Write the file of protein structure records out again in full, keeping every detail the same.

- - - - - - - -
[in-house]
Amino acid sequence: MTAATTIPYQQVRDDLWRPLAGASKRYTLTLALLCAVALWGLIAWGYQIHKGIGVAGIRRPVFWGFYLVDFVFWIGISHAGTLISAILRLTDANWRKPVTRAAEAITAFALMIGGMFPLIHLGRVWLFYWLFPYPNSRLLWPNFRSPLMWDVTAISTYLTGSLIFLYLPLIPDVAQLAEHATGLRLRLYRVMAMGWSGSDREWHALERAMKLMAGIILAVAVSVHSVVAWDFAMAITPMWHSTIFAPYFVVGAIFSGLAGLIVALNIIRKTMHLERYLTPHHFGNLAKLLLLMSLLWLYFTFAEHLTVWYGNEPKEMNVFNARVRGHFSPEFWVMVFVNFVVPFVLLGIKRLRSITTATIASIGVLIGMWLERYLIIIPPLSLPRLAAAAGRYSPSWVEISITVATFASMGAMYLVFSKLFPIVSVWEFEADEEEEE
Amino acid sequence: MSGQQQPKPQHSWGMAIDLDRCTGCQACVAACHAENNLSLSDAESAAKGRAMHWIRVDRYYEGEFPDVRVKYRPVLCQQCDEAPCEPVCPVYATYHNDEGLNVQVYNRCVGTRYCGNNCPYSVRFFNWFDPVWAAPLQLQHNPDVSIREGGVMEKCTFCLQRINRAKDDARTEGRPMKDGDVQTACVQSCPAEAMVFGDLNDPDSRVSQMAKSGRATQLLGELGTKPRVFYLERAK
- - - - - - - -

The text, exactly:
[in-house]
Amino acid sequence: MTAATTIPYQQVRDDLWRPLAGASKRYTLTLALLCAVALWGLIAWGYQIHKGIGVAGIRRPVFWGFYLVDFVFWIGISHAGTLISAILRLTDANWRKPVTRAAEAITAFALMIGGMFPLIHLGRVWLFYWLFPYPNSRLLWPNFRSPLMWDVTAISTYLTGSLIFLYLPLIPDVAQLAEHATGLRLRLYRVMAMGWSGSDREWHALERAMKLMAGIILAVAVSVHSVVAWDFAMAITPMWHSTIFAPYFVVGAIFSGLAGLIVALNIIRKTMHLERYLTPHHFGNLAKLLLLMSLLWLYFTFAEHLTVWYGNEPKEMNVFNARVRGHFSPEFWVMVFVNFVVPFVLLGIKRLRSITTATIASIGVLIGMWLERYLIIIPPLSLPRLAAAAGRYSPSWVEISITVATFASMGAMYLVFSKLFPIVSVWEFEADEEEEE
Amino acid sequence: MSGQQQPKPQHSWGMAIDLDRCTGCQACVAACHAENNLSLSDAESAAKGRAMHWIRVDRYYEGEFPDVRVKYRPVLCQQCDEAPCEPVCPVYATYHNDEGLNVQVYNRCVGTRYCGNNCPYSVRFFNWFDPVWAAPLQLQHNPDVSIREGGVMEKCTFCLQRINRAKDDARTEGRPMKDGDVQTACVQSCPAEAMVFGDLNDPDSRVSQMAKSGRATQLLGELGTKPRVFYLERAK